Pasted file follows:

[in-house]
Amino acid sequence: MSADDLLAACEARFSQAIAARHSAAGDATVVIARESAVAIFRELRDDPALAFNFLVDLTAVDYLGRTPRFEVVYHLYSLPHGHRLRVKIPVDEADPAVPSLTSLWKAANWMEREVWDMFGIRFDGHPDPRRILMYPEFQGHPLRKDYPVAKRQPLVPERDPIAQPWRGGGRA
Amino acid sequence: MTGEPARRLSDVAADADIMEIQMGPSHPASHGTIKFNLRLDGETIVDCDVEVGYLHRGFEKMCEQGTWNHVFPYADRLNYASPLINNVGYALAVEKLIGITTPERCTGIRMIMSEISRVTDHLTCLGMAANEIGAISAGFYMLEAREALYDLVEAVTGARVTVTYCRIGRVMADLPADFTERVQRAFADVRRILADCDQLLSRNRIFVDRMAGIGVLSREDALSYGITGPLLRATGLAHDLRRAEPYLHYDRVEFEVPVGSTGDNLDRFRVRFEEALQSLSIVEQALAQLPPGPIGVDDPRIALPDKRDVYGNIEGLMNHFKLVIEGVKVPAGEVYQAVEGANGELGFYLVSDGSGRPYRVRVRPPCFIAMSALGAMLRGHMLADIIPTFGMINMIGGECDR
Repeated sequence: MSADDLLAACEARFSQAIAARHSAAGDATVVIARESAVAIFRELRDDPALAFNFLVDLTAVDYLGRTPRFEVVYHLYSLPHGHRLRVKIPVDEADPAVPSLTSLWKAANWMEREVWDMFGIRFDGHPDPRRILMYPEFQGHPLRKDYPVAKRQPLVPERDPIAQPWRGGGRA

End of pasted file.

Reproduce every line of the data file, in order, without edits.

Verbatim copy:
[in-house]
Amino acid sequence: MSADDLLAACEARFSQAIAARHSAAGDATVVIARESAVAIFRELRDDPALAFNFLVDLTAVDYLGRTPRFEVVYHLYSLPHGHRLRVKIPVDEADPAVPSLTSLWKAANWMEREVWDMFGIRFDGHPDPRRILMYPEFQGHPLRKDYPVAKRQPLVPERDPIAQPWRGGGRA
Amino acid sequence: MTGEPARRLSDVAADADIMEIQMGPSHPASHGTIKFNLRLDGETIVDCDVEVGYLHRGFEKMCEQGTWNHVFPYADRLNYASPLINNVGYALAVEKLIGITTPERCTGIRMIMSEISRVTDHLTCLGMAANEIGAISAGFYMLEAREALYDLVEAVTGARVTVTYCRIGRVMADLPADFTERVQRAFADVRRILADCDQLLSRNRIFVDRMAGIGVLSREDALSYGITGPLLRATGLAHDLRRAEPYLHYDRVEFEVPVGSTGDNLDRFRVRFEEALQSLSIVEQALAQLPPGPIGVDDPRIALPDKRDVYGNIEGLMNHFKLVIEGVKVPAGEVYQAVEGANGELGFYLVSDGSGRPYRVRVRPPCFIAMSALGAMLRGHMLADIIPTFGMINMIGGECDR
Repeated sequence: MSADDLLAACEARFSQAIAARHSAAGDATVVIARESAVAIFRELRDDPALAFNFLVDLTAVDYLGRTPRFEVVYHLYSLPHGHRLRVKIPVDEADPAVPSLTSLWKAANWMEREVWDMFGIRFDGHPDPRRILMYPEFQGHPLRKDYPVAKRQPLVPERDPIAQPWRGGGRA